It was an eye-opening experience for Sister Karen. “I was shocked when I first arrived for orientation because there’s no indoor plumbing,” she said. “You see all these outside porta-potties. You walk into the warehouse and there’s wall-to-wall cots. There are no laundry facilities.”
Even with limited Spanish-language skills, Sister Karen had plenty to do, including intakes, working in the clothing bank, preparing meals, accompanying immigrant travelers to the bus station or airport, and anything else required in the moment.
Sister Karen explained what it was like for families who passed through. They started by meeting with a volunteer who filled out an intake form with information about country of origin, number of children and their ages, whether anyone is sick, if anyone in the family has been detained, and their sponsor’s contact information — a requirement for even a chance to stay in the U.S. The sponsor is responsible for paying the family’s transportation costs to their destination. Those who have been processed by Immigration and Customs Enforcement (ICE) are given a court date within two weeks in the city of the sponsor. Even after all of this, there is no guarantee they will be able to stay.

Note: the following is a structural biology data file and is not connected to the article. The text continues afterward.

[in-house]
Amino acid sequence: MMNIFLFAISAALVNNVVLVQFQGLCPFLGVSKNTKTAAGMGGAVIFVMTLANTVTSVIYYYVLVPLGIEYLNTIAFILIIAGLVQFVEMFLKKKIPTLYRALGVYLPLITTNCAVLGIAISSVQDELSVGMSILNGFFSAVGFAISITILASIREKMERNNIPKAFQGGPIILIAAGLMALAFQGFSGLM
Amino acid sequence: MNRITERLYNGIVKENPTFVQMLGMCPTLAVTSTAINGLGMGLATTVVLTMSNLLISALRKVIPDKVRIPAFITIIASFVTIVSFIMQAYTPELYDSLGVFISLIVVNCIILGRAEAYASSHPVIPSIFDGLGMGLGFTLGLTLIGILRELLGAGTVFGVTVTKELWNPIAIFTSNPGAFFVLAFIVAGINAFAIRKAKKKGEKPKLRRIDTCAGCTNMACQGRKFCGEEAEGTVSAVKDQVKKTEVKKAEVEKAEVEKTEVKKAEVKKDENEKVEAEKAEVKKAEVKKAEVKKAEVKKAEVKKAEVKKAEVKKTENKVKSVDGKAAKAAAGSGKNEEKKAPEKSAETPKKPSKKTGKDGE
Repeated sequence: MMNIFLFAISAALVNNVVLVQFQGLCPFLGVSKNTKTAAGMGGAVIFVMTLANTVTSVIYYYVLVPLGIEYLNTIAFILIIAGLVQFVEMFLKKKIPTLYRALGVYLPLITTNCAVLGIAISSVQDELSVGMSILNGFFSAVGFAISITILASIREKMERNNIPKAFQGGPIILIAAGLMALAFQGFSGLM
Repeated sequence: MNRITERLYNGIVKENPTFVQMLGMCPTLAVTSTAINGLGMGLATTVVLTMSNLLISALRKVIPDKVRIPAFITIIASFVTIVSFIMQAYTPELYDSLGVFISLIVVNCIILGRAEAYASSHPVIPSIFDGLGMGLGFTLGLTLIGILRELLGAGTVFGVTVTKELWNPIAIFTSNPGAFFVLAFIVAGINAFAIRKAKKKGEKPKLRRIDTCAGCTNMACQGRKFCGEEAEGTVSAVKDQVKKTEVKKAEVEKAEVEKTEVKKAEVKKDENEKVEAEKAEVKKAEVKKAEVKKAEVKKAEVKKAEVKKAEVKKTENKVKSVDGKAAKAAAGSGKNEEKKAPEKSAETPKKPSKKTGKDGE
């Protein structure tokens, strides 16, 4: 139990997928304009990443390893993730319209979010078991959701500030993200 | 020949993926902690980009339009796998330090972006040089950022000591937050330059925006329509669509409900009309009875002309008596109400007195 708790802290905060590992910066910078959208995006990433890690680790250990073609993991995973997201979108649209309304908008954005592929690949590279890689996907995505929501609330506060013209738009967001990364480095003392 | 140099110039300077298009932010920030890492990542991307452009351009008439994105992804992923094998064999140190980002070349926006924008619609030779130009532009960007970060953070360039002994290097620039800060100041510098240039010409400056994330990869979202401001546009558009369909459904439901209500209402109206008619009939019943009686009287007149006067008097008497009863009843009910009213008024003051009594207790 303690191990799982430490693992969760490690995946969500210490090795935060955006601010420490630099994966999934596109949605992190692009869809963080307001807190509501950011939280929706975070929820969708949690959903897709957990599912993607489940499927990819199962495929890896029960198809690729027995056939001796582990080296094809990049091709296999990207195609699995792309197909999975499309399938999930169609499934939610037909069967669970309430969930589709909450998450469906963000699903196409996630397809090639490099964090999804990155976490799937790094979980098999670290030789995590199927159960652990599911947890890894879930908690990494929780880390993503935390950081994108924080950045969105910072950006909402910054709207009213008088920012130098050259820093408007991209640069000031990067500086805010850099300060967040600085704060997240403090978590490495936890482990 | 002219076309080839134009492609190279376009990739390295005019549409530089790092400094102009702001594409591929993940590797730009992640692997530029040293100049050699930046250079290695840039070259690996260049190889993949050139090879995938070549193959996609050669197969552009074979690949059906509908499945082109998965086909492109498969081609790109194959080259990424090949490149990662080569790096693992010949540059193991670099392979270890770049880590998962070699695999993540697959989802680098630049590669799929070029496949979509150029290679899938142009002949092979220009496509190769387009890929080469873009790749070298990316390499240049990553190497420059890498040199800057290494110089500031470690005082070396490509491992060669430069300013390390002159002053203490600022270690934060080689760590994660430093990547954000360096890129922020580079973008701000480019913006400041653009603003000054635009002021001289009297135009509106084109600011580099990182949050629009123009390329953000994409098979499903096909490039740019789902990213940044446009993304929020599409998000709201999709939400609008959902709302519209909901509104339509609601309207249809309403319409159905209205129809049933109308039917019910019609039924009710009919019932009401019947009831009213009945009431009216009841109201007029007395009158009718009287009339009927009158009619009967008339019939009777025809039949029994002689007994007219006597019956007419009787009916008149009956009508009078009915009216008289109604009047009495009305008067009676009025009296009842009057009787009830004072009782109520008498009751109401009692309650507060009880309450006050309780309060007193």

After the intake, the first thing most people asked for was a shower. At the back of the facility there was a semi-truck with water piped into it where they could take a shower. Volunteers provided clean towels and donated clothing since families arrived with only the clothes on their back. Each person would get new socks and underwear. If there were clothes that fit, they would also get one shirt and one pair of pants. The women would often wash out whatever clothes they had and hang them on the fence around the warehouse to dry. And, because ICE would confiscate belts and shoelaces (they are considered a safety risk), people would go without unless someone specifically purchased or donated these items.